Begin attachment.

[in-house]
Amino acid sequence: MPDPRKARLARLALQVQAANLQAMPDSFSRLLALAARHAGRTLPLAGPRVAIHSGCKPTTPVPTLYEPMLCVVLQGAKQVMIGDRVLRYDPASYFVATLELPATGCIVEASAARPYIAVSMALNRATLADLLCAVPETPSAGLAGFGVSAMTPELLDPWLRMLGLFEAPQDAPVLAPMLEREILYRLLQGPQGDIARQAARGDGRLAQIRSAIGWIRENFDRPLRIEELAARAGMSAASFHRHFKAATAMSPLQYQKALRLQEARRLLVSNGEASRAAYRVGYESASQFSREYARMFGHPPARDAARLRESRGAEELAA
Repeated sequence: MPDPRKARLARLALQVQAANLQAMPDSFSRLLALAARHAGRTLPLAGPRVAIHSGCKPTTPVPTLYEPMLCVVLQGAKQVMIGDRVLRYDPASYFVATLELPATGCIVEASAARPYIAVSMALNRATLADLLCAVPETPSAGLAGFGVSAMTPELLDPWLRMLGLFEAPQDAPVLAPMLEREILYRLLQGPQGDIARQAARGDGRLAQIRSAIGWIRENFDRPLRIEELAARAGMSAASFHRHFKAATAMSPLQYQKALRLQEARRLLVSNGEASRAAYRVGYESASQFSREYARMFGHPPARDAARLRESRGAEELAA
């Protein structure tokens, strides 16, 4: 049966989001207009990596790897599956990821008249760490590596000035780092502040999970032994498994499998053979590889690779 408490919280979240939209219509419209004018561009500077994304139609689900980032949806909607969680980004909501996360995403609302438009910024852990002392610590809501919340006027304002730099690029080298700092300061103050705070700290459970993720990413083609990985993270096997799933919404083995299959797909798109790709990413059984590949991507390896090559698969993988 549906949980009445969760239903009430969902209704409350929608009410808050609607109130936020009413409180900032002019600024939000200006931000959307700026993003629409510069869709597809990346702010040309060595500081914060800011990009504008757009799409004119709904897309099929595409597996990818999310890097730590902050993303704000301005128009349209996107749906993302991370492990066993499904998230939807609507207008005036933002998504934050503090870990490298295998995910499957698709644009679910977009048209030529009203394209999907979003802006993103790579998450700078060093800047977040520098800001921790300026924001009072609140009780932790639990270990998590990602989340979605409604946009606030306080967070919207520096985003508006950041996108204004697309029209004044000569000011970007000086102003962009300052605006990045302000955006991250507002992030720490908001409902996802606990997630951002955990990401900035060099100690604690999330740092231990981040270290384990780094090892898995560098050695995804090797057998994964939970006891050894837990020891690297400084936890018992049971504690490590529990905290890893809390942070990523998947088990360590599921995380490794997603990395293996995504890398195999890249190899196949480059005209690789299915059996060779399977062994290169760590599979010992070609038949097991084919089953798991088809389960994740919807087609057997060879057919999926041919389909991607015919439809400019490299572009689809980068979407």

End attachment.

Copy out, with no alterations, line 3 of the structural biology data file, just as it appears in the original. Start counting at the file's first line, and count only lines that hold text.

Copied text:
Repeated sequence: MPDPRKARLARLALQVQAANLQAMPDSFSRLLALAARHAGRTLPLAGPRVAIHSGCKPTTPVPTLYEPMLCVVLQGAKQVMIGDRVLRYDPASYFVATLELPATGCIVEASAARPYIAVSMALNRATLADLLCAVPETPSAGLAGFGVSAMTPELLDPWLRMLGLFEAPQDAPVLAPMLEREILYRLLQGPQGDIARQAARGDGRLAQIRSAIGWIRENFDRPLRIEELAARAGMSAASFHRHFKAATAMSPLQYQKALRLQEARRLLVSNGEASRAAYRVGYESASQFSREYARMFGHPPARDAARLRESRGAEELAA